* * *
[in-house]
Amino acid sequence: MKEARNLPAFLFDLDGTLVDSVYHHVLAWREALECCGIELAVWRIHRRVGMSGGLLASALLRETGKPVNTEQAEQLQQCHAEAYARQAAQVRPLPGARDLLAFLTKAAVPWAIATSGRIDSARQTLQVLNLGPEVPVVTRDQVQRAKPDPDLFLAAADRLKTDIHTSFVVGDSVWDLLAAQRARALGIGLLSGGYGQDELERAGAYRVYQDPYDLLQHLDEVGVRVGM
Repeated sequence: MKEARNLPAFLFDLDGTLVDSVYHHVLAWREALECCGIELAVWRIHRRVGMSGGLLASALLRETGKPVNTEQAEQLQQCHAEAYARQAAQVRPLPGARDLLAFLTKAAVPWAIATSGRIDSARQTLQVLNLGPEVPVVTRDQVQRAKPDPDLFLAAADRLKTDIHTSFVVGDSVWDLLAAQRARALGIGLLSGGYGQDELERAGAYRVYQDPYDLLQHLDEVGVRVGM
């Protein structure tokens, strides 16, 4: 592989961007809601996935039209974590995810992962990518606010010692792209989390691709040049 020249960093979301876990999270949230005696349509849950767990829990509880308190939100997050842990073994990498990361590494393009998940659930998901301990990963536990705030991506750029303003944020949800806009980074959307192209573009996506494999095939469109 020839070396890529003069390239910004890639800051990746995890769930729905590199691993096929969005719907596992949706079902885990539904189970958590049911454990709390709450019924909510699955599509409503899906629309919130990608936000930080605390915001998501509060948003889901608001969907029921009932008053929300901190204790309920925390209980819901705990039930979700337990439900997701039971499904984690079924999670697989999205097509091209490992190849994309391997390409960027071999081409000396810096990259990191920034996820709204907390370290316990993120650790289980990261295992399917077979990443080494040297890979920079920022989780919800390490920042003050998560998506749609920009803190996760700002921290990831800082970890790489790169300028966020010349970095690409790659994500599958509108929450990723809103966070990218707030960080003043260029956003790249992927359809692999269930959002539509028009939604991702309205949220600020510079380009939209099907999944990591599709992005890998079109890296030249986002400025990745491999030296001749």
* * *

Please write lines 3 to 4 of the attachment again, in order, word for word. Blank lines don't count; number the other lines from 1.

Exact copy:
Repeated sequence: MKEARNLPAFLFDLDGTLVDSVYHHVLAWREALECCGIELAVWRIHRRVGMSGGLLASALLRETGKPVNTEQAEQLQQCHAEAYARQAAQVRPLPGARDLLAFLTKAAVPWAIATSGRIDSARQTLQVLNLGPEVPVVTRDQVQRAKPDPDLFLAAADRLKTDIHTSFVVGDSVWDLLAAQRARALGIGLLSGGYGQDELERAGAYRVYQDPYDLLQHLDEVGVRVGM
């Protein structure tokens, strides 16, 4: 592989961007809601996935039209974590995810992962990518606010010692792209989390691709040049 020249960093979301876990999270949230005696349509849950767990829990509880308190939100997050842990073994990498990361590494393009998940659930998901301990990963536990705030991506750029303003944020949800806009980074959307192209573009996506494999095939469109 020839070396890529003069390239910004890639800051990746995890769930729905590199691993096929969005719907596992949706079902885990539904189970958590049911454990709390709450019924909510699955599509409503899906629309919130990608936000930080605390915001998501509060948003889901608001969907029921009932008053929300901190204790309920925390209980819901705990039930979700337990439900997701039971499904984690079924999670697989999205097509091209490992190849994309391997390409960027071999081409000396810096990259990191920034996820709204907390370290316990993120650790289980990261295992399917077979990443080494040297890979920079920022989780919800390490920042003050998560998506749609920009803190996760700002921290990831800082970890790489790169300028966020010349970095690409790659994500599958509108929450990723809103966070990218707030960080003043260029956003790249992927359809692999269930959002539509028009939604991702309205949220600020510079380009939209099907999944990591599709992005890998079109890296030249986002400025990745491999030296001749």